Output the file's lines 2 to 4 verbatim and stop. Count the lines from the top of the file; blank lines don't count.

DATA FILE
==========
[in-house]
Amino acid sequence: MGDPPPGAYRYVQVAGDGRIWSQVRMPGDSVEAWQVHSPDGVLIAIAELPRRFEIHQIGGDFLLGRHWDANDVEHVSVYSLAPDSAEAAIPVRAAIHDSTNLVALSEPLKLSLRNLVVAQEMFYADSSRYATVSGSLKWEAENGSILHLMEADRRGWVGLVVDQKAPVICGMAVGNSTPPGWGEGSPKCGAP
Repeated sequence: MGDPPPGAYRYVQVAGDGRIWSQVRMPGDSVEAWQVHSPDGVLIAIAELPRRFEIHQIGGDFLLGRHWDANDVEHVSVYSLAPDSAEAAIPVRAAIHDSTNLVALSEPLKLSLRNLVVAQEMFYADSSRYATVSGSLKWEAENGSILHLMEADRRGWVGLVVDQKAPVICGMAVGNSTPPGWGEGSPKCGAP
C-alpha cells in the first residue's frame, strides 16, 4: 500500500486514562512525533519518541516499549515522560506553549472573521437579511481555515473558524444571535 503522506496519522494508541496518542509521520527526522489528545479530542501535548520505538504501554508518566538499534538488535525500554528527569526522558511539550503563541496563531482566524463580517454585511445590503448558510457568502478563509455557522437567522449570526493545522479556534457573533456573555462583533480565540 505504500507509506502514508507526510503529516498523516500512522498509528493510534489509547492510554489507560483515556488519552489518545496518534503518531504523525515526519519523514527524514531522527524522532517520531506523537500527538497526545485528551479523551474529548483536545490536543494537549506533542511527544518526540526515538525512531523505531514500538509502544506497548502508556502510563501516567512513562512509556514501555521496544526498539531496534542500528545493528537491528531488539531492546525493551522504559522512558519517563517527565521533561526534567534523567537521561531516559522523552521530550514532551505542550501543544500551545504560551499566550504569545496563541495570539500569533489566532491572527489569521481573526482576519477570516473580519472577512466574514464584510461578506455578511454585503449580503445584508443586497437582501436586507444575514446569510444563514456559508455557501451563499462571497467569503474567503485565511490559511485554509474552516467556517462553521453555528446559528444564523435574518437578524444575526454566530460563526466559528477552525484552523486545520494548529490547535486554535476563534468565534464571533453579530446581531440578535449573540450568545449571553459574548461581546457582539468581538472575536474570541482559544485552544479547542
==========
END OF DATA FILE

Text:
Amino acid sequence: MGDPPPGAYRYVQVAGDGRIWSQVRMPGDSVEAWQVHSPDGVLIAIAELPRRFEIHQIGGDFLLGRHWDANDVEHVSVYSLAPDSAEAAIPVRAAIHDSTNLVALSEPLKLSLRNLVVAQEMFYADSSRYATVSGSLKWEAENGSILHLMEADRRGWVGLVVDQKAPVICGMAVGNSTPPGWGEGSPKCGAP
Repeated sequence: MGDPPPGAYRYVQVAGDGRIWSQVRMPGDSVEAWQVHSPDGVLIAIAELPRRFEIHQIGGDFLLGRHWDANDVEHVSVYSLAPDSAEAAIPVRAAIHDSTNLVALSEPLKLSLRNLVVAQEMFYADSSRYATVSGSLKWEAENGSILHLMEADRRGWVGLVVDQKAPVICGMAVGNSTPPGWGEGSPKCGAP
C-alpha cells in the first residue's frame, strides 16, 4: 500500500486514562512525533519518541516499549515522560506553549472573521437579511481555515473558524444571535 503522506496519522494508541496518542509521520527526522489528545479530542501535548520505538504501554508518566538499534538488535525500554528527569526522558511539550503563541496563531482566524463580517454585511445590503448558510457568502478563509455557522437567522449570526493545522479556534457573533456573555462583533480565540 505504500507509506502514508507526510503529516498523516500512522498509528493510534489509547492510554489507560483515556488519552489518545496518534503518531504523525515526519519523514527524514531522527524522532517520531506523537500527538497526545485528551479523551474529548483536545490536543494537549506533542511527544518526540526515538525512531523505531514500538509502544506497548502508556502510563501516567512513562512509556514501555521496544526498539531496534542500528545493528537491528531488539531492546525493551522504559522512558519517563517527565521533561526534567534523567537521561531516559522523552521530550514532551505542550501543544500551545504560551499566550504569545496563541495570539500569533489566532491572527489569521481573526482576519477570516473580519472577512466574514464584510461578506455578511454585503449580503445584508443586497437582501436586507444575514446569510444563514456559508455557501451563499462571497467569503474567503485565511490559511485554509474552516467556517462553521453555528446559528444564523435574518437578524444575526454566530460563526466559528477552525484552523486545520494548529490547535486554535476563534468565534464571533453579530446581531440578535449573540450568545449571553459574548461581546457582539468581538472575536474570541482559544485552544479547542